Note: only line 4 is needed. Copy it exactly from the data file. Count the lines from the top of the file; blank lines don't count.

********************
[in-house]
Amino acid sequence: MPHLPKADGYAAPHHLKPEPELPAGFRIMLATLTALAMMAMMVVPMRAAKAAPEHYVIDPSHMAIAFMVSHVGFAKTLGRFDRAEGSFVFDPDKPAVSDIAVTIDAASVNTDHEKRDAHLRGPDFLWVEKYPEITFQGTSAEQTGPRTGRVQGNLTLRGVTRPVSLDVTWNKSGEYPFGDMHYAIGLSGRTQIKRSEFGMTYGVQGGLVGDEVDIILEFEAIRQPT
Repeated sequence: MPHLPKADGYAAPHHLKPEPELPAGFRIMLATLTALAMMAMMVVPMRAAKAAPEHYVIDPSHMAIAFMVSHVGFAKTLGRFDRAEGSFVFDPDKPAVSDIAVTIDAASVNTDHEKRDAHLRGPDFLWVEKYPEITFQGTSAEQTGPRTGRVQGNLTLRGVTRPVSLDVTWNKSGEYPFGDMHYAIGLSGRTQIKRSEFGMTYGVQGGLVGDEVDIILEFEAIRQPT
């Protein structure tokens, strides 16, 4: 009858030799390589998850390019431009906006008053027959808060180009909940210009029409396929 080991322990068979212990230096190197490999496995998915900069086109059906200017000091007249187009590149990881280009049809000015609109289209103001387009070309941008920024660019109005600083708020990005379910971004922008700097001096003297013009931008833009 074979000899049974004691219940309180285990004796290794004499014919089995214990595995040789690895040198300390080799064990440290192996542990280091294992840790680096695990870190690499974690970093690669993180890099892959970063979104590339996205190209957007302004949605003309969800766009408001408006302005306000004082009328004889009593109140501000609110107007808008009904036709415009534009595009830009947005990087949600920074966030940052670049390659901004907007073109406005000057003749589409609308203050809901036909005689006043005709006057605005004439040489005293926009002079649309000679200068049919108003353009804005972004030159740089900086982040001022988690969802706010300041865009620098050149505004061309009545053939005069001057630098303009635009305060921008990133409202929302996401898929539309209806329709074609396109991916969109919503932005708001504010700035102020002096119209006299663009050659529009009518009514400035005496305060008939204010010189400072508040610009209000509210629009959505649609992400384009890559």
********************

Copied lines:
């Protein structure tokens, strides 16, 4: 009858030799390589998850390019431009906006008053027959808060180009909940210009029409396929 080991322990068979212990230096190197490999496995998915900069086109059906200017000091007249187009590149990881280009049809000015609109289209103001387009070309941008920024660019109005600083708020990005379910971004922008700097001096003297013009931008833009 074979000899049974004691219940309180285990004796290794004499014919089995214990595995040789690895040198300390080799064990440290192996542990280091294992840790680096695990870190690499974690970093690669993180890099892959970063979104590339996205190209957007302004949605003309969800766009408001408006302005306000004082009328004889009593109140501000609110107007808008009904036709415009534009595009830009947005990087949600920074966030940052670049390659901004907007073109406005000057003749589409609308203050809901036909005689006043005709006057605005004439040489005293926009002079649309000679200068049919108003353009804005972004030159740089900086982040001022988690969802706010300041865009620098050149505004061309009545053939005069001057630098303009635009305060921008990133409202929302996401898929539309209806329709074609396109991916969109919503932005708001504010700035102020002096119209006299663009050659529009009518009514400035005496305060008939204010010189400072508040610009209000509210629009959505649609992400384009890559």